Cleveland: mainly you’re looking at 2 suburbs: Cleveland Heights on the East and Lakewood on the West; both similar old, close-in burbs, although Lakewood is blessed with the Lake Erie shoreline while Cleveland Hts has to settle with being the 1st burb up the East Side bluff in the ritzy “Heights” area of Cleve’s eastern suburbs (much like Philly’s Main Line). Most of Lakewood’s district is along Detroit Ave near Warren Rd in Downtown Lakewood – lots of stores, shops and restaurants, although there’s a smaller, similar district along Madison Ave to the south. Cleveland Hts has several lively commercial walking districts (the city actually lists 10 separate ones) the largest and most notable being Coventry, Greater Cleveland’s Bohemian answer to Greenwich Village, although Cedar Lee and Fairmount are both lively (and physically beautiful as well). Further out you’ve got uber quaint old areas like Chagrin Falls, Hudson and Berea.
The WINNER: Cleveland.

Cleveland: as mentioned, Playhouse Square is theatre Central. Detroit’s Fox (and it’s neighbor whose name can’t come to mind) are grand palaces, but can’t trump Playhouse Square. Detroit Inst of Art has a slightly larger collection than Cleveland’s Museum of Art. But CMA’s dramatic building and grand location along the Lagoon in University Circle outweighs it. Detroit’s African American Museum, pro’lly the best of its kind in America, whips Cleveland’s small collection. University Circle, one of the highest concentration of educational, medical facilities and museums in the world (in one sq. mile) trumps anything Detroit has. Cleveland’s Orchestra is considered neck & neck w/ New York’s symphony as best in the world. Detroit’s rather weird in that it does not have a prestige university in its borders or close by (Ann Arbor, which is a large state U town, is 45 miles away—doesn’t count). Wayne State is a nice commuter school, but it’s no Case Western Reserve (and Detroit has no answer to Cleveland’s Institute of Music, one of the nation’s best music academies or Institute of Art – both adjacent to Case Western U in University Circle) … And btw, Cleveland’s Public library has the 5th largest book circulation – bigger than Detroit’s – in the nation. IN FAIRNESS: Cleveland has nothing to match Detroit's Motown heritage; a heritage which in many ways defined modern R & B music (yes, Detroit clearly deserves the Rock Hall more the Cleveland but credit Cleve civic leaders for putting its $$ where its mouth is to get the plumb facility); also, Detroit has a stronger jazz scene than Cleveland, though Cleveland's not terrible jazz-wise by any stretch... Still, overall:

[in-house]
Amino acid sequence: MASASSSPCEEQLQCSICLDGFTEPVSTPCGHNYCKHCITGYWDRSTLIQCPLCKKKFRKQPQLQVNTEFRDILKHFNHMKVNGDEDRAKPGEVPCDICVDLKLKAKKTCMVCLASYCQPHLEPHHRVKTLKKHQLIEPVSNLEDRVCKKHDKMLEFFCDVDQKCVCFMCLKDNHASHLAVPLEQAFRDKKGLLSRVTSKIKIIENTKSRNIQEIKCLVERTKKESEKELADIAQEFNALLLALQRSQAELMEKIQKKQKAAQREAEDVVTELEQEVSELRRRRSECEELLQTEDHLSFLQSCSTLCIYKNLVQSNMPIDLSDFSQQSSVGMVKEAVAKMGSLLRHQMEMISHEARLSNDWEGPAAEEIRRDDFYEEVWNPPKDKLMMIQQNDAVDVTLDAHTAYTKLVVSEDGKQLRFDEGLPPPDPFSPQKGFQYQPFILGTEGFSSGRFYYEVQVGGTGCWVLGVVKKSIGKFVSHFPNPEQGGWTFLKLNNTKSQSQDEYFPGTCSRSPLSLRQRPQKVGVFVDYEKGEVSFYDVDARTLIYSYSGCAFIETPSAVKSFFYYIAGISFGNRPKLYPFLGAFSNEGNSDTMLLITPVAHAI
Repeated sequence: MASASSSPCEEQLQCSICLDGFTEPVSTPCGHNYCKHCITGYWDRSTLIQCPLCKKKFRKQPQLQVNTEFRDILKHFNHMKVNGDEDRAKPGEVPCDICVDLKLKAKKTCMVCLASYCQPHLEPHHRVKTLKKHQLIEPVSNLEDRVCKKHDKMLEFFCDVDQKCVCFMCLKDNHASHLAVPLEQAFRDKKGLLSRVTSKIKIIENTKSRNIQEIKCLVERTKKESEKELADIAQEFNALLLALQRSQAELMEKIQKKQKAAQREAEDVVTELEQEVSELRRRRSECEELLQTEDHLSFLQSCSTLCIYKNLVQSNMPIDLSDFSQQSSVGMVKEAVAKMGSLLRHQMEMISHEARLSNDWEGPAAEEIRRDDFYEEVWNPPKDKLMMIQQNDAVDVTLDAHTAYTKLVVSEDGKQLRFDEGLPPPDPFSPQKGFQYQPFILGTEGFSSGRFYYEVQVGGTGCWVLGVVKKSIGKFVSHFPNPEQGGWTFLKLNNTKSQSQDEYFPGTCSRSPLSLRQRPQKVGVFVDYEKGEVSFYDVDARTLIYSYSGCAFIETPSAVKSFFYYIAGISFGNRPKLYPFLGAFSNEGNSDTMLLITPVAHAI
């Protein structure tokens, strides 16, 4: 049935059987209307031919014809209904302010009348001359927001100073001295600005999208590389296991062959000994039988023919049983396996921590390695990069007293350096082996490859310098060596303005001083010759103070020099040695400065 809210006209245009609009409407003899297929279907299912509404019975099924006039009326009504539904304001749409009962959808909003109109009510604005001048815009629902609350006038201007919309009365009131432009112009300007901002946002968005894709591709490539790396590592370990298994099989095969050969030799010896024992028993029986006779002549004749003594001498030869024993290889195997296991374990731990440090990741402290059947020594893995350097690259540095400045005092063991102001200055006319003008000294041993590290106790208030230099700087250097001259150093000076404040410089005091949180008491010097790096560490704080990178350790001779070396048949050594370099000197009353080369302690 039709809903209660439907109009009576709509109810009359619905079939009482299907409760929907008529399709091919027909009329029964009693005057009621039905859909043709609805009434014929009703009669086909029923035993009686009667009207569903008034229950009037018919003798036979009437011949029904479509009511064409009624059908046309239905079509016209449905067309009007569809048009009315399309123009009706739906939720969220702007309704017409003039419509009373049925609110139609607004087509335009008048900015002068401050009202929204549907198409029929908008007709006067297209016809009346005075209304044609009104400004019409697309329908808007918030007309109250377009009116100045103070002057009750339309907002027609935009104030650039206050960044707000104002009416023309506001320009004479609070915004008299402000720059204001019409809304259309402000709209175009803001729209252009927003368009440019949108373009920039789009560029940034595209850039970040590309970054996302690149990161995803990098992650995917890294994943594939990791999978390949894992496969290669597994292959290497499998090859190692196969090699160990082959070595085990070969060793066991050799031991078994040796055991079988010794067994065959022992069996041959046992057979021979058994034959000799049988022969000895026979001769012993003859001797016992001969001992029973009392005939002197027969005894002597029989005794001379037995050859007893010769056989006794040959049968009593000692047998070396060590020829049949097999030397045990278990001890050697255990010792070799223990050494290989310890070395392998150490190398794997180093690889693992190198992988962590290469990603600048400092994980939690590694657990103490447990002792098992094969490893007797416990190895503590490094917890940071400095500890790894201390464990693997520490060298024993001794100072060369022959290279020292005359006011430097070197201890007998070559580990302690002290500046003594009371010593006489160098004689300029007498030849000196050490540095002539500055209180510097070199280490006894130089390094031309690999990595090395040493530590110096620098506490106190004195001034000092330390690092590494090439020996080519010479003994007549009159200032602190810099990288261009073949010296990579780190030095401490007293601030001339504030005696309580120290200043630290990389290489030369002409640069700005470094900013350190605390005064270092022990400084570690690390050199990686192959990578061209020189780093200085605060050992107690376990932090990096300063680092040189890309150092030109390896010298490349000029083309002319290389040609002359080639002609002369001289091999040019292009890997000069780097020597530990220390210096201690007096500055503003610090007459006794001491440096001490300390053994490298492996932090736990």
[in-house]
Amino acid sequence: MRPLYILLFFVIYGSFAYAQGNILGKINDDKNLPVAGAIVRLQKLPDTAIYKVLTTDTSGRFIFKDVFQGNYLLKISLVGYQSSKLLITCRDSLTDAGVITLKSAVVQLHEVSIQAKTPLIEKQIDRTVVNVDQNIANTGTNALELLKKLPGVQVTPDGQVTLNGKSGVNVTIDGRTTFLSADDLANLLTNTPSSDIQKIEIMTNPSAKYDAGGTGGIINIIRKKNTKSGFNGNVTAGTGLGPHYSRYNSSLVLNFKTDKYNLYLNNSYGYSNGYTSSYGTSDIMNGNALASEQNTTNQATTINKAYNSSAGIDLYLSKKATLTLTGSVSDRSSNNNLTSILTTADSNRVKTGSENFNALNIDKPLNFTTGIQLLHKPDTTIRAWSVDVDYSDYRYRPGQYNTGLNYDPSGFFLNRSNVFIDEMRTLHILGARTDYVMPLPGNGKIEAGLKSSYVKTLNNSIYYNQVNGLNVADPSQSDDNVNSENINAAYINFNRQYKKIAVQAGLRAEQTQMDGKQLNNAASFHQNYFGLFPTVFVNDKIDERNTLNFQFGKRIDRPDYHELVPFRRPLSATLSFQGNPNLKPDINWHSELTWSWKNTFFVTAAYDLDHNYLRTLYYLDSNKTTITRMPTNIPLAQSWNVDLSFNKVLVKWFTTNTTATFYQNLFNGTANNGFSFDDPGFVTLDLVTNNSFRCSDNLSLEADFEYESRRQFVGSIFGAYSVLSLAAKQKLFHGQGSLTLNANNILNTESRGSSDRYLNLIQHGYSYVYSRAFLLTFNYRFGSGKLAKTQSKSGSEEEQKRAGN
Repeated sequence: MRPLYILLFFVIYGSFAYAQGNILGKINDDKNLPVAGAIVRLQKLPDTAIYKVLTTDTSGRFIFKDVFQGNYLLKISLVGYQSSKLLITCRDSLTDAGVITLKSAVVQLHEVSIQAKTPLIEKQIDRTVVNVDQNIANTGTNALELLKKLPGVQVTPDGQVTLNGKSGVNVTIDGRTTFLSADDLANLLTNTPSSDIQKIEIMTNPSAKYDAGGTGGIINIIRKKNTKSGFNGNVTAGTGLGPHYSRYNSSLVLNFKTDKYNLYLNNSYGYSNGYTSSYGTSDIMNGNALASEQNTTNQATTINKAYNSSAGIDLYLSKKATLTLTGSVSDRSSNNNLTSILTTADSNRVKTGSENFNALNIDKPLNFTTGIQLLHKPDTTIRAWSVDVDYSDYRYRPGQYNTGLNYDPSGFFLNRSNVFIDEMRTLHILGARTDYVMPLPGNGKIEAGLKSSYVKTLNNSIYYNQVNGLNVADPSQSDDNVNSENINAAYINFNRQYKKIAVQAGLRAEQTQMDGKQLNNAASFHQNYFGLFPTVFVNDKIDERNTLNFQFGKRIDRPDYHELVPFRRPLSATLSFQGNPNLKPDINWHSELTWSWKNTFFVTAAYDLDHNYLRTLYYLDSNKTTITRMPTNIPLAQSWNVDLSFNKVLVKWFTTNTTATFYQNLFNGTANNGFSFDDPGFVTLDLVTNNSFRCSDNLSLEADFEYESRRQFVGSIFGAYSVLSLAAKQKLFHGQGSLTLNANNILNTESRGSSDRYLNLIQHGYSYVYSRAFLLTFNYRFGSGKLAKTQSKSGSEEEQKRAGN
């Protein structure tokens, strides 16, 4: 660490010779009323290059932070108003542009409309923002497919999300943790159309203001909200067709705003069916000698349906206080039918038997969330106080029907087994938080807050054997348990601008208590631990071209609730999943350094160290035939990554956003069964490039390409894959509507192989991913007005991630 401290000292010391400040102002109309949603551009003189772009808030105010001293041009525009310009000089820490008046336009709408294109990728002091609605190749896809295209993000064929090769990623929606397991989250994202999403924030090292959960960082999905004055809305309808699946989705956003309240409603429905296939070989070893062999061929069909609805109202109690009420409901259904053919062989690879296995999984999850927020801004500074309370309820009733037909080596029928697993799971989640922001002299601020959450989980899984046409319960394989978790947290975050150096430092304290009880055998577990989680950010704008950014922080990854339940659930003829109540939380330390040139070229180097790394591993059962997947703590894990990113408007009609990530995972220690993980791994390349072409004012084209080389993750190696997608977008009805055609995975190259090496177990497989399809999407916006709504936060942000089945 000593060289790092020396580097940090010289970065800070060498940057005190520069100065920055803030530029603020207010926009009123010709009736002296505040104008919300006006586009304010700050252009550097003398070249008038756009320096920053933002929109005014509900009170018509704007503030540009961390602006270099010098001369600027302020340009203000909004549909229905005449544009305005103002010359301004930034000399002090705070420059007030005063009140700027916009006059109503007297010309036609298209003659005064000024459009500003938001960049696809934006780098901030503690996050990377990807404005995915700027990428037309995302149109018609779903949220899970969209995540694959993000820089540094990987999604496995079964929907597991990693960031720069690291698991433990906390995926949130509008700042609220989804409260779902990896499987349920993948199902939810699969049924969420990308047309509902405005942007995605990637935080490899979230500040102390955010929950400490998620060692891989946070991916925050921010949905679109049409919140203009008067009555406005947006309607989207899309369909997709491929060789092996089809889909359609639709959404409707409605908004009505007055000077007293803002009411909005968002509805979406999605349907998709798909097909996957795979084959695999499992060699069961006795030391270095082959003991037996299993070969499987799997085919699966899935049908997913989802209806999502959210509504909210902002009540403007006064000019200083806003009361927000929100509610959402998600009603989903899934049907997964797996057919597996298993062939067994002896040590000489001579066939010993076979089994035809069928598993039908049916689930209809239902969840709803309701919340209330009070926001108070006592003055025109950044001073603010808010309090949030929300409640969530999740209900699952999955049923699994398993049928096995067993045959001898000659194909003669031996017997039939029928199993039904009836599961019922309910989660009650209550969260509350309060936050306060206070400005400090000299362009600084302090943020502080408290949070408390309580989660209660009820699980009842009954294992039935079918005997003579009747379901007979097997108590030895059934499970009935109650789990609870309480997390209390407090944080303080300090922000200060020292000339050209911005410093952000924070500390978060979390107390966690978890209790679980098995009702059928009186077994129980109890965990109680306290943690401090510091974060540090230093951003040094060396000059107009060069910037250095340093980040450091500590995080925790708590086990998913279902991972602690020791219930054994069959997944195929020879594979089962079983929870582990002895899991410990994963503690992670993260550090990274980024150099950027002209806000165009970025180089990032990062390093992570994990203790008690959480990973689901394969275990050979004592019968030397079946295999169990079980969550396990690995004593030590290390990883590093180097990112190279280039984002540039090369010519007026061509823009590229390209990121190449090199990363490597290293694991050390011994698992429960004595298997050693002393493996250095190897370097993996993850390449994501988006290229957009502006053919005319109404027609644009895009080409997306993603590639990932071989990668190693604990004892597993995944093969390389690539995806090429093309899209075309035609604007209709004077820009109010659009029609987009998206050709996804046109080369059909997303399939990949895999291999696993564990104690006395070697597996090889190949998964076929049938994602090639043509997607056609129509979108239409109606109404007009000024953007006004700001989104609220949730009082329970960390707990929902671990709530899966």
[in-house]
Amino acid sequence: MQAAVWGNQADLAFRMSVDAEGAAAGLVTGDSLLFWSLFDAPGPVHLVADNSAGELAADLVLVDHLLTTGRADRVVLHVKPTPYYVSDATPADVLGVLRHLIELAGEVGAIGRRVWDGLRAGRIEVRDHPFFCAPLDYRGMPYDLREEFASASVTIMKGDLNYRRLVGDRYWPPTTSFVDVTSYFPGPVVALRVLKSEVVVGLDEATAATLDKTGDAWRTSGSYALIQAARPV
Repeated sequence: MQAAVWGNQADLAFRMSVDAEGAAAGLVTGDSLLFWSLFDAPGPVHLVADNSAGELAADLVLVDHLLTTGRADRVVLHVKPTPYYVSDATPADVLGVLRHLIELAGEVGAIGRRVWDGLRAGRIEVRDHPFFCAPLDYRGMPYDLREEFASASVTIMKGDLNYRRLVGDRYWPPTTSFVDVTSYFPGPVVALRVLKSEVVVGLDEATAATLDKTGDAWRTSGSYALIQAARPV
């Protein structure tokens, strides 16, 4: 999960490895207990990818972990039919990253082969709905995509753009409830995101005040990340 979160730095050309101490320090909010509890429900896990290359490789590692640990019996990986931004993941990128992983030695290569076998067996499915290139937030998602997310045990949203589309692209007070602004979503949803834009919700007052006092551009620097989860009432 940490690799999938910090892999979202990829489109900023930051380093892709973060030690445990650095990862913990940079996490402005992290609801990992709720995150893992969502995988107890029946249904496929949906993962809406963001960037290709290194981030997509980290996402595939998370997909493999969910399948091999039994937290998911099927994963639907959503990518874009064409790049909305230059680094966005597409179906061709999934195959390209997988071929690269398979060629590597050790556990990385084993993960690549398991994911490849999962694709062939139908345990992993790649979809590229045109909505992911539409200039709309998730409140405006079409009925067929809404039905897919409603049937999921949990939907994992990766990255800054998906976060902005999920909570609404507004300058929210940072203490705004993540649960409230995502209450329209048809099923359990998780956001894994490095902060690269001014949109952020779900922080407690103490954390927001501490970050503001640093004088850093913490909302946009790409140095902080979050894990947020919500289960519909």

WINNER: Cleveland

Detroit: no American city I’ve seen has the combo of vast areas of vacant streets/abandoned houses coupled with large empty commercial and apartment buildings as does Detroit. Cleveland is no picnic either, and has some pretty similar rough areas, but not nearly on the scale of Detroit.

The WINNER: Cleveland
. . .
There may be some other areas to compare, but I think these are key. So comparing these, Cleveland clearly is the WINNER… and the fact, as some Detroit fans note, that Detroit is bigger, makes it all the more embarrassing that a considerably smaller city/metro area like Cleveland bests it.

Last edited by TheProf; 05-16-2009 at 10:34 PM..
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Old 05-18-2009, 07:53 AM